Old-school style (note the hyphen use there) was to use hyphens with many prefixes (such as pre-school) but now-a-days (again, hyphen) most prefixes are not hyphenated (i.e. preschool). However, hyphens are required if you’re adding a prefix to a proper adjective (i.e. how very un-Canadian of him). Hyphens are also used with prefixes such as ex- (ex-boyfriend), self- (self-confident), all (all-encompassing), and with the suffix –elect (mayor-elect).
Generally, use a hyphen when:
1) joining two or more words together to serve as a single adjective before a noun (i.e. a one-way street, a well-known author) but not after the noun (i.e. the author was well known).
2) joining compound numbers (i.e. thirty-two).
3) avoiding confusion or an awkward combination of letters (i.e. re-sign the petition – so as not to confuse with resign).
The ‘en dash’, so named since it is roughly the width of an ‘n’, is slightly longer than a hyphen and is used for periods of time when you might otherwise use ‘to’. For example, I lived in Montreal during the years 1999–2000.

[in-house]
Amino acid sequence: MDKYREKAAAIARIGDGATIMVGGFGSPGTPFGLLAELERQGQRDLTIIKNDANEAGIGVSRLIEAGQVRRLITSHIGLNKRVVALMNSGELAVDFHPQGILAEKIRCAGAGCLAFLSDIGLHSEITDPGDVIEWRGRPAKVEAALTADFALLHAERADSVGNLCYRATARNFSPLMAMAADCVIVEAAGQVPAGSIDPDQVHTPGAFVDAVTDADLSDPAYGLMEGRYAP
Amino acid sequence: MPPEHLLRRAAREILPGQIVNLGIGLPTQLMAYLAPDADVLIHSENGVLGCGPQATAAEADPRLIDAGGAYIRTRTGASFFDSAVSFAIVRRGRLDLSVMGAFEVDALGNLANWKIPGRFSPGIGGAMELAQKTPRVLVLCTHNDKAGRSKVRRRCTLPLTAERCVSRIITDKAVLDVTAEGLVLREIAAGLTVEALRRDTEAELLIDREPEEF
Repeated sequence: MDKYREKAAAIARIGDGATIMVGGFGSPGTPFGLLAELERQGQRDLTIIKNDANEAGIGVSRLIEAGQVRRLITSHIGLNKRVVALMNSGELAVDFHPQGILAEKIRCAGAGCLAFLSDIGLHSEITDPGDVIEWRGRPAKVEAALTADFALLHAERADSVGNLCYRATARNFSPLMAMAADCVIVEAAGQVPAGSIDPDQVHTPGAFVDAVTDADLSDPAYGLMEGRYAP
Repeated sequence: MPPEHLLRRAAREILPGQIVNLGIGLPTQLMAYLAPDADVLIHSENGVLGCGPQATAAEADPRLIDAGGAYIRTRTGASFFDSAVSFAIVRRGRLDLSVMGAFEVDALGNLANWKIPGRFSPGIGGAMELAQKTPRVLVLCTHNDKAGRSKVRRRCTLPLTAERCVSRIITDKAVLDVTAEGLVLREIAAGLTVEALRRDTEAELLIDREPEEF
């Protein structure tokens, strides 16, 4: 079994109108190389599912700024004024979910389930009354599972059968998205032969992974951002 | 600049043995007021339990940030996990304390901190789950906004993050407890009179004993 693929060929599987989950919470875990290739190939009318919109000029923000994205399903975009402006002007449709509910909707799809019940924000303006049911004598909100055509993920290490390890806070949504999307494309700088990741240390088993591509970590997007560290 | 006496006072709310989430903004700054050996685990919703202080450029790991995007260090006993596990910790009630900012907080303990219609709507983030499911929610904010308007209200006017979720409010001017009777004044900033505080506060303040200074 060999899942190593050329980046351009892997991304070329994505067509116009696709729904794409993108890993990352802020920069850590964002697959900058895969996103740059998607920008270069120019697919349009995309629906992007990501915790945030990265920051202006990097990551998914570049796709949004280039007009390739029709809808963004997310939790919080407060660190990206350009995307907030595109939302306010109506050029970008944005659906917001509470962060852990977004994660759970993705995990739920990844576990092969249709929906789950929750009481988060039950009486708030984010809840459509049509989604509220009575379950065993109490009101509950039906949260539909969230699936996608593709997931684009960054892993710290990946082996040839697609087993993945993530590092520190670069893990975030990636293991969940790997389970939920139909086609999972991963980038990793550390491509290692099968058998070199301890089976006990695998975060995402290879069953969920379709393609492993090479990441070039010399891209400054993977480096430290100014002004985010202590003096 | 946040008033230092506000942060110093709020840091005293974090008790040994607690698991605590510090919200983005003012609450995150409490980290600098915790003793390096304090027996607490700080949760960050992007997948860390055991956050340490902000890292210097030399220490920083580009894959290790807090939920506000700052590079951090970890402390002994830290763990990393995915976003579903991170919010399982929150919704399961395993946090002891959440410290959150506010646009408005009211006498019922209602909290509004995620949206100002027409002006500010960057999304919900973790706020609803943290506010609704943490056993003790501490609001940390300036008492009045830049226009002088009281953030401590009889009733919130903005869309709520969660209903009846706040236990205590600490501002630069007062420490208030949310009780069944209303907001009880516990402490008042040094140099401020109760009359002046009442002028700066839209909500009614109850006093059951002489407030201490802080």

The ‘en dash’ is also used to contrast values or illustrate a relationship between two things. For example: mother–daughter relationship, Ottawa–Toronto flight, a score of 12–3.
The ‘em dash’, a dash which is the width of an ‘m’, is best for informal writing where it can replace commas, semicolons, colons or parentheses and indicates emphasis, an interruption, or a change of thought.
I find that blogging—especially blogging each day—can be quite challenging.
Tonight V’s out playing ultimate—I’m home with the baby.
I’m a big fan of the ‘em dash’ in my writing—although I try to avoid it in formal writing.
The em dash can also be used to replace the rest of a word that wouldn't be appropriate to spell out (a d— fine job).
Spaces are not recommended before or after the en or the em dash.